Sanyo’s new PLV-Z3000 5:5 pull-down home theater projector offers a 65,000:1 contrast ratio, a 120 Hz refresh rate, and 720p resolution.
Sanyo has introduced its new PLV-Z3000 home theater projector, which the company claims is the first projector to offer 5:5 pull-down for the accurate frame-by-frame delivery of source video material. The new projector also offers a 65,000:1 contrast ratio, an exclusive 3D color management system, quiet fans, an advanced lens shifting function, 720p resolution…and a 120Hz refresh rate so even high-speed, action-filled material doesn’t blur out.
The PLV-Z3000 will replace the PLV-Z2000 in Sanyo’s projector lineup, and builds in Sanyo’s TapozReal HD technology with 14-bit digital processing and Sanyo’s real-focus HD lens system. The TopazReal technology can handle changes in color phase and level and deliver roughly 216 billion different color combinations—Sanyo says that’s more than 1,000 times the number of color combinations available in other 720p projectors. The projector can handle Deep Color, and offers two HDMI 1.3 inputs for HD content. The projector puts out 1,200 ANSI lumens, offers short throw capability and a 2× zoom…although the unit can push a 100-inch diagonal image from 10 to 20 feet away.
The palm-sized MPro110 has a VGA and composite video input projector.
The 3M MPro110 will be able to display a VGA image at a resolution of 640 x 480 up to 50 inches, it has built in VGA and composite video inputs, the sharpness of the image can be adjusted using a thumb wheel and the best part has to be the price US$359
The VPL-VW80 Bravia projector has Full HD resolution, with SXRD panels, which is said to give great depth of picture and excellent native and dynamic contrast for inky blacks
The latest evolution of Sony’s own Advanced Iris function uses algorithms designed to analyse the histogram of each picture along with nonlinear amplification to dynamically adjust the iris for its optimum opening. The result is a high contrast ratio of up to 60,000:1.
- 1,920 x 1,080 resolution
- 60,000:1 contrast ratio (dynamic iris)
- Triple-SXRD panel
- 2.5ms response time
- 100hz, 24hz modes
- Bravia Engine 2 image processing
- Real Colour Processing (a system which has impressed us before)
- 800 ANSI lumens
- Screen size example: 80in from 8.6ft to 12.8ft
- Connections: two HDMI, one Component, one S-Video, one composite, one VGA, one serial
- 20dB operating volume
- Backlit remote (a small, but useful detail)
Projection design Debuts First 3-Chip 1080P Projector the M80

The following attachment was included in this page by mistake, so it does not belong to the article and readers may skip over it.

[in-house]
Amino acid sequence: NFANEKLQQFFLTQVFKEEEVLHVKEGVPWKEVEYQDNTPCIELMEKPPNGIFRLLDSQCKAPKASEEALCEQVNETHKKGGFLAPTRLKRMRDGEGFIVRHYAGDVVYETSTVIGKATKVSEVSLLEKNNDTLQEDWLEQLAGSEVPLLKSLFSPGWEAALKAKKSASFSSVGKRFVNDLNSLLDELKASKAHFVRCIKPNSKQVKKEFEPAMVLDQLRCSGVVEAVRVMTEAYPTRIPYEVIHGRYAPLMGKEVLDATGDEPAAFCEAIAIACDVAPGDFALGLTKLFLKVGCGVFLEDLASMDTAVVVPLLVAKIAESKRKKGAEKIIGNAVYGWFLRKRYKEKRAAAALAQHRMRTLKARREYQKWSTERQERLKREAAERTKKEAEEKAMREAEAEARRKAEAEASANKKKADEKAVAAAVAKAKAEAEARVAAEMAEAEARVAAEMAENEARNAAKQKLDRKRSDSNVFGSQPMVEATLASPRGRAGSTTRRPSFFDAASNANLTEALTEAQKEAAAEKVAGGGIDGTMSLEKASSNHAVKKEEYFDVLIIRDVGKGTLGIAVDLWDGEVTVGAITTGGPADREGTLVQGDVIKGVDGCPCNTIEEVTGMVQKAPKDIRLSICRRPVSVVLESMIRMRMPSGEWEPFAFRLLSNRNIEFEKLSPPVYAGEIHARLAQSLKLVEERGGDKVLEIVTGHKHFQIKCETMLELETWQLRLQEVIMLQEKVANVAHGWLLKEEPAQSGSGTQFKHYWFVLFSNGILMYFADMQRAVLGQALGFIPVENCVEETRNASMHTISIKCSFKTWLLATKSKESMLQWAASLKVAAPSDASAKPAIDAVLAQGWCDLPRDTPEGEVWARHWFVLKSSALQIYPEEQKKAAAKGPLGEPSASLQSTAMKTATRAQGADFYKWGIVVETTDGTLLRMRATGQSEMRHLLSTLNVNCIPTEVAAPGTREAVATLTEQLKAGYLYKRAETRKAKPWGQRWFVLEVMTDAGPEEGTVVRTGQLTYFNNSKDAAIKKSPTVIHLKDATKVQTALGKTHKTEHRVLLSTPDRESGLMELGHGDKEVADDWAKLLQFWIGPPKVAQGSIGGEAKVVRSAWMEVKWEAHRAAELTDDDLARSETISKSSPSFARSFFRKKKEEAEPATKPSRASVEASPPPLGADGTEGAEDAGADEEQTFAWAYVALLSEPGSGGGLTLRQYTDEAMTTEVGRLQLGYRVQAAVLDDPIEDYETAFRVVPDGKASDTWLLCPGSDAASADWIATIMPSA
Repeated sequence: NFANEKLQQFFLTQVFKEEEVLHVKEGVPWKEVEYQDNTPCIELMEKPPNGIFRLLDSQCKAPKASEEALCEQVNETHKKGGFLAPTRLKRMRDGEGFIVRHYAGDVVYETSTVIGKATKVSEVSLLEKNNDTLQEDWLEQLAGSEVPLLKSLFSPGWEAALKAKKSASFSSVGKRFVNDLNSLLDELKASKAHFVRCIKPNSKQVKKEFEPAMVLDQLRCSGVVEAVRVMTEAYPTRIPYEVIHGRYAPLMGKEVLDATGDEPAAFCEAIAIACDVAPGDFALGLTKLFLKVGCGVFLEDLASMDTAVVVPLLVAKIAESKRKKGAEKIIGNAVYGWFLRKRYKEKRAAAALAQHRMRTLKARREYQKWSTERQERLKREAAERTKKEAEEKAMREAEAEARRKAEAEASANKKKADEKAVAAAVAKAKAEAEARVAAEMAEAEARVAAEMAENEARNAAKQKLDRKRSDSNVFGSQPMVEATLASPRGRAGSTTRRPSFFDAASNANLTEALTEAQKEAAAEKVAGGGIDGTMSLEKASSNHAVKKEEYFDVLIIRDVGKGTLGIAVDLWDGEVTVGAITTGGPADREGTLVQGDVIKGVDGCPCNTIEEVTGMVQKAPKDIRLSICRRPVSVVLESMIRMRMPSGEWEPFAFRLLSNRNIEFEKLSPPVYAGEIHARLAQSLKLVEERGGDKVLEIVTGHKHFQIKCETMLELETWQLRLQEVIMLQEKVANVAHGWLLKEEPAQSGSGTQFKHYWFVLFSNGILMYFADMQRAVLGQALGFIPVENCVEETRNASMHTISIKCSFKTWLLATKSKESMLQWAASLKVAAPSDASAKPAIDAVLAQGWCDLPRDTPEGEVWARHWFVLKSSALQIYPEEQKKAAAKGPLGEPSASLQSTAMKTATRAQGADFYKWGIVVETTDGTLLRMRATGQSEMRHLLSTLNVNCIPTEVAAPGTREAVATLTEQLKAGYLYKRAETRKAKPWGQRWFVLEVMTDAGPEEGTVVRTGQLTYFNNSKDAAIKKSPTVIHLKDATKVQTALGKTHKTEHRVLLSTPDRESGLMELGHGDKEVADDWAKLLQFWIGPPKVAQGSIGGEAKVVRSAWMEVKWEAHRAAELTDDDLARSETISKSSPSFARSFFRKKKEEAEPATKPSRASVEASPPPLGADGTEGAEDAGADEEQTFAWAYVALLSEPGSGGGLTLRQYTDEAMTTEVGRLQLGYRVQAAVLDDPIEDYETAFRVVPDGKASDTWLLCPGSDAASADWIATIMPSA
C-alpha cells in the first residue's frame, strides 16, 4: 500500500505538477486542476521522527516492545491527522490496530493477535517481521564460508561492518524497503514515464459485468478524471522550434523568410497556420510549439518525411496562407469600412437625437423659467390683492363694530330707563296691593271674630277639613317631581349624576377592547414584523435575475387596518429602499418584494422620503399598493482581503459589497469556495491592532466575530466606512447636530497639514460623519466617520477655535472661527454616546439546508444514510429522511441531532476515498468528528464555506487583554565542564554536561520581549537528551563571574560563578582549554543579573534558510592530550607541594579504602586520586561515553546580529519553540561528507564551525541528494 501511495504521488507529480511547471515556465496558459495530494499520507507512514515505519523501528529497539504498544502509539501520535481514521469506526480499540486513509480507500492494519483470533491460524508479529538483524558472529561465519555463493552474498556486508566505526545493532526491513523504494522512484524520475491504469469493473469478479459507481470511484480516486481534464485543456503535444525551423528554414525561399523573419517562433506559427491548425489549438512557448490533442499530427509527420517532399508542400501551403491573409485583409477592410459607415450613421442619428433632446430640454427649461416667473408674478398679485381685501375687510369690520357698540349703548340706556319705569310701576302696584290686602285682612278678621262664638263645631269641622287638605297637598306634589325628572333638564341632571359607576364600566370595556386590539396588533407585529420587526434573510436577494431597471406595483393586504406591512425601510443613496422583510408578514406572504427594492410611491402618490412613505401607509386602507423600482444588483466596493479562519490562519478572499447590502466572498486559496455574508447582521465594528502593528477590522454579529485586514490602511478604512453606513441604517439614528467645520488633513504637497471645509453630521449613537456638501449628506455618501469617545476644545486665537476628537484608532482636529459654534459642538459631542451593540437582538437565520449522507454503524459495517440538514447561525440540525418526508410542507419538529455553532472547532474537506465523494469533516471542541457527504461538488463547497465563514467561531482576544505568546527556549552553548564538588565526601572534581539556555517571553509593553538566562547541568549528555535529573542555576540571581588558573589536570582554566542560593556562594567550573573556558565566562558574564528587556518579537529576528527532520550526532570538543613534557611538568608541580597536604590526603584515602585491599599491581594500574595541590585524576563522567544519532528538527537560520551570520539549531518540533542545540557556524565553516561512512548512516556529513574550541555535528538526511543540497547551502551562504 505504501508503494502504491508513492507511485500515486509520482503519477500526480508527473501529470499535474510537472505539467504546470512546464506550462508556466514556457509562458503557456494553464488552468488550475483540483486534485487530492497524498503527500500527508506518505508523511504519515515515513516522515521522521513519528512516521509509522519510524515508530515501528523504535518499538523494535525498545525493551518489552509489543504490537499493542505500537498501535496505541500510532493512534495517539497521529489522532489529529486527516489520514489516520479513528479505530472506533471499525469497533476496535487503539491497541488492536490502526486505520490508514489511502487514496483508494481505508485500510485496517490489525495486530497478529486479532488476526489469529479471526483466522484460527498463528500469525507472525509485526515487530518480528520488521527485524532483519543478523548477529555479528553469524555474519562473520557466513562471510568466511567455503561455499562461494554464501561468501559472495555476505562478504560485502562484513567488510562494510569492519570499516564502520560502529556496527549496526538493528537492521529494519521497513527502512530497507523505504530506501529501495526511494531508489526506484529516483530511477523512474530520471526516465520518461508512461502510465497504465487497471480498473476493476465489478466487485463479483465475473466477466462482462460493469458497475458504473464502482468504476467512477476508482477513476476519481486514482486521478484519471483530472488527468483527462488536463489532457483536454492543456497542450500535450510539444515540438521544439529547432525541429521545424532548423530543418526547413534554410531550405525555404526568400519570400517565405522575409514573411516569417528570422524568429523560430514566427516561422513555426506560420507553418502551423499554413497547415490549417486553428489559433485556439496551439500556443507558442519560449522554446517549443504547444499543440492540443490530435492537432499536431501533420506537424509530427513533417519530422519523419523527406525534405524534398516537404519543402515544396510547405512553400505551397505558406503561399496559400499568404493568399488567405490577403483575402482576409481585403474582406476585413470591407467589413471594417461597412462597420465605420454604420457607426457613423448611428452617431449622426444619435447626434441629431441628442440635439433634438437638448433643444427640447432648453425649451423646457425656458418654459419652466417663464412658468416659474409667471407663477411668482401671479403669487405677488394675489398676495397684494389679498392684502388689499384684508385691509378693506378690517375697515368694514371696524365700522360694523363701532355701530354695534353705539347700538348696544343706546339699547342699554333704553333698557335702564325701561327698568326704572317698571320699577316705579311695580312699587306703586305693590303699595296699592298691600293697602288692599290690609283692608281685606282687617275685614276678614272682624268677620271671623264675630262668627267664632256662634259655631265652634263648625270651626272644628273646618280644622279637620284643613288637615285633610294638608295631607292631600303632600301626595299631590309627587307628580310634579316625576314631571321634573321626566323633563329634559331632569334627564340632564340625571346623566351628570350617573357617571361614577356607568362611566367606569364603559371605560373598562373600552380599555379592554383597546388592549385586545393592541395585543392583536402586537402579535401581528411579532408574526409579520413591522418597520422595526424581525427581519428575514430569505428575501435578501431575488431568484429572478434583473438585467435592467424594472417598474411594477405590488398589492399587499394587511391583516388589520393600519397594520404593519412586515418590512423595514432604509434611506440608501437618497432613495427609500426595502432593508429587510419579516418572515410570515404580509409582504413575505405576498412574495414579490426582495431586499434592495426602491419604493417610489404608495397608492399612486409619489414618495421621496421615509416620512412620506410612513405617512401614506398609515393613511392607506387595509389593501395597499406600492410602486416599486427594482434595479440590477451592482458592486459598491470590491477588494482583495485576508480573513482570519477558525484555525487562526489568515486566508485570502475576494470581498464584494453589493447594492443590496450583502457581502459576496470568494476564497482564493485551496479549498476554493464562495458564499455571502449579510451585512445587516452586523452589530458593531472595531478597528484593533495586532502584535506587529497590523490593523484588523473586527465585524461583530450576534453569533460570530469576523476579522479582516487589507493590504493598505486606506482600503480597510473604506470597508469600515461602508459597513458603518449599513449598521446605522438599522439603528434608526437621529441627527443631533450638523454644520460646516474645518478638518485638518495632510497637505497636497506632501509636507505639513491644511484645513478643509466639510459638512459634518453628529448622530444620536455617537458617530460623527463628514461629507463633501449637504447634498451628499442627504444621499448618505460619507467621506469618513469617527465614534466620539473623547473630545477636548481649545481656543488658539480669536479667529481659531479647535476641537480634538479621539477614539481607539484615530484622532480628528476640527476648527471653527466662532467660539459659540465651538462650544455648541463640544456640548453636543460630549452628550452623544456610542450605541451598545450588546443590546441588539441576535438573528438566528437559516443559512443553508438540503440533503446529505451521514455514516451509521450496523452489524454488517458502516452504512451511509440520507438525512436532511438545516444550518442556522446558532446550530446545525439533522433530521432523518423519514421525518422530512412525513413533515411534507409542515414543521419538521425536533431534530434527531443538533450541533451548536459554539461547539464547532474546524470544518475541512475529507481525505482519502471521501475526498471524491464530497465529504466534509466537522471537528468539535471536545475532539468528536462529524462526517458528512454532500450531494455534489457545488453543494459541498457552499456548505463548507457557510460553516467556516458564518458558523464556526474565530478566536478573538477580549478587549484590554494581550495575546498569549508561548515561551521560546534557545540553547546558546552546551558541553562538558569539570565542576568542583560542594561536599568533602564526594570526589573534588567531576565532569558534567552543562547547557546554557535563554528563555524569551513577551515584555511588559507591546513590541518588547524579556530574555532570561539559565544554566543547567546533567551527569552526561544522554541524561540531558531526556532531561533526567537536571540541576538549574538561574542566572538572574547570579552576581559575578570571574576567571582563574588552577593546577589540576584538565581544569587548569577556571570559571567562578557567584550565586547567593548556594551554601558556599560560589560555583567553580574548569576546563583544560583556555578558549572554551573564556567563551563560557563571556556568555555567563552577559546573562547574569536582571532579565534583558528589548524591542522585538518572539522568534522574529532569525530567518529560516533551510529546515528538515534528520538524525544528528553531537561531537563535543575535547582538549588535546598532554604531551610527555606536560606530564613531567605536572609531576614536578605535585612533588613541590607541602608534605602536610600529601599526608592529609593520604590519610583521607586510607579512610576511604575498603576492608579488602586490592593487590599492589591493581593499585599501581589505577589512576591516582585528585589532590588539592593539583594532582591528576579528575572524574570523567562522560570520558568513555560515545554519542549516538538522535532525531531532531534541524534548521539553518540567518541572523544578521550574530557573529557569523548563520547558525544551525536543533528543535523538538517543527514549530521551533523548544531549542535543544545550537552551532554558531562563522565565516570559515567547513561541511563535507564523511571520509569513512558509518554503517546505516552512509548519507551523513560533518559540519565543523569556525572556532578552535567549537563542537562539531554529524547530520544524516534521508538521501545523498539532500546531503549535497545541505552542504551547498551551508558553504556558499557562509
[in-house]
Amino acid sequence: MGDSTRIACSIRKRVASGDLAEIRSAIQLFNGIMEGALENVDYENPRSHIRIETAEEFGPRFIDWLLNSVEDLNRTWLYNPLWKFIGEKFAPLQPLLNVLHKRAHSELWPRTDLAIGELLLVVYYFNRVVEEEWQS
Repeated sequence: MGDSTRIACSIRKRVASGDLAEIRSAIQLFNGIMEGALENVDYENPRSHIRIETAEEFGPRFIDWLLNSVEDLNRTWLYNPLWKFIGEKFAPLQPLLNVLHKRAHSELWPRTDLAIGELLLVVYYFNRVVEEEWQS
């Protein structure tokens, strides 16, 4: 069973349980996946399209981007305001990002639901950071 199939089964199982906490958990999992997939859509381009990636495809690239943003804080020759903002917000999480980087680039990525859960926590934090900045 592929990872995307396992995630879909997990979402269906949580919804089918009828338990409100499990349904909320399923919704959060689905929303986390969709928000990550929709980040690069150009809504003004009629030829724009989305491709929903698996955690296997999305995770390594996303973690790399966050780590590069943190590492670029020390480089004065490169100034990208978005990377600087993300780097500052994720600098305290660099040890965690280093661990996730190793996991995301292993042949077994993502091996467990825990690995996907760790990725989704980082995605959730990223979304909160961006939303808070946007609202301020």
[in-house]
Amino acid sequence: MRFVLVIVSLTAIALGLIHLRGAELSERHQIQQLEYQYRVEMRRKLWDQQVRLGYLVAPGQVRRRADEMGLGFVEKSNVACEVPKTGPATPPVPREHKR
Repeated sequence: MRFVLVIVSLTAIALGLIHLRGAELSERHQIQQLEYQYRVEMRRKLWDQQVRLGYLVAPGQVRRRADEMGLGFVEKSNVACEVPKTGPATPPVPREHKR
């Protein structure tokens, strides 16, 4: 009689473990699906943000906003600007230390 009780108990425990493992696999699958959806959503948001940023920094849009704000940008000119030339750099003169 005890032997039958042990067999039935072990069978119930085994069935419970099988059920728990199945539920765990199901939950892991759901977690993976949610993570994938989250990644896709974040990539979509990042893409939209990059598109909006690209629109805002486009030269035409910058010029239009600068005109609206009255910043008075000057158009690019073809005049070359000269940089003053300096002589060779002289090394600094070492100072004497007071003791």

The M80 is a three chip 1080 DLP which offers full HDMI 1.3a, built in optical filtering, and a lamp which pumps out a whopping 8000 lumen’s and is reported to have a contrast ratio of 50,000:1.
M80 1080 includes high-performance optics. Optimum image quality and installation flexibility are ensured with a choice of up to five tool-free user replacement lenses, covering 0.75 – 4:00:1. A custom-designed anamorphic lens conversion attachment is available for 2.35:1 anamorphic projection. Optics can be shifted both vertically and horizontally, delivering total freedom in placement of the projector and can be easily replaced
I think the price might be very very scary as the single chip Action! model three 1080 is £10,000
It offers 720p resolution, comes with four built-in five watt speakers, and features a swivel base, wide lens shift, and wide zoom. Other stats aren’t exactly forthcoming at present, except that it’ll retail for $1,199 in the States.
The Sanyo PLC-XF47 is boasting a ridiculously high 15,000 lumens. I can see retina burns aplenty, but one small issue is that its still only 1024×768? If your going to spend 30 grand on a projector it better at least be 1920×1080. Although they did add wireless HD streaming. Look for it in October if you’ve got $30,000 lying around
2000:1 contrast ratio, which is also a little disappointing
Broad Scan HD ™ by Analog Way is a Broadcast and Professional Computer to Video and High Definition TV Scan Converter. Fitted with Digital DVI and Analog RGB input, it converts Workstation, PC or Mac graphic images up to 1600×1200@60Hz (1920×1200 RB) into Video or HDTV. Each computer input has its own monitor loop throughout for the connection of a control display. Output signal can be both analog and digital thus Broad Scan HD can provide a full Digital signal processing path from the input to the output.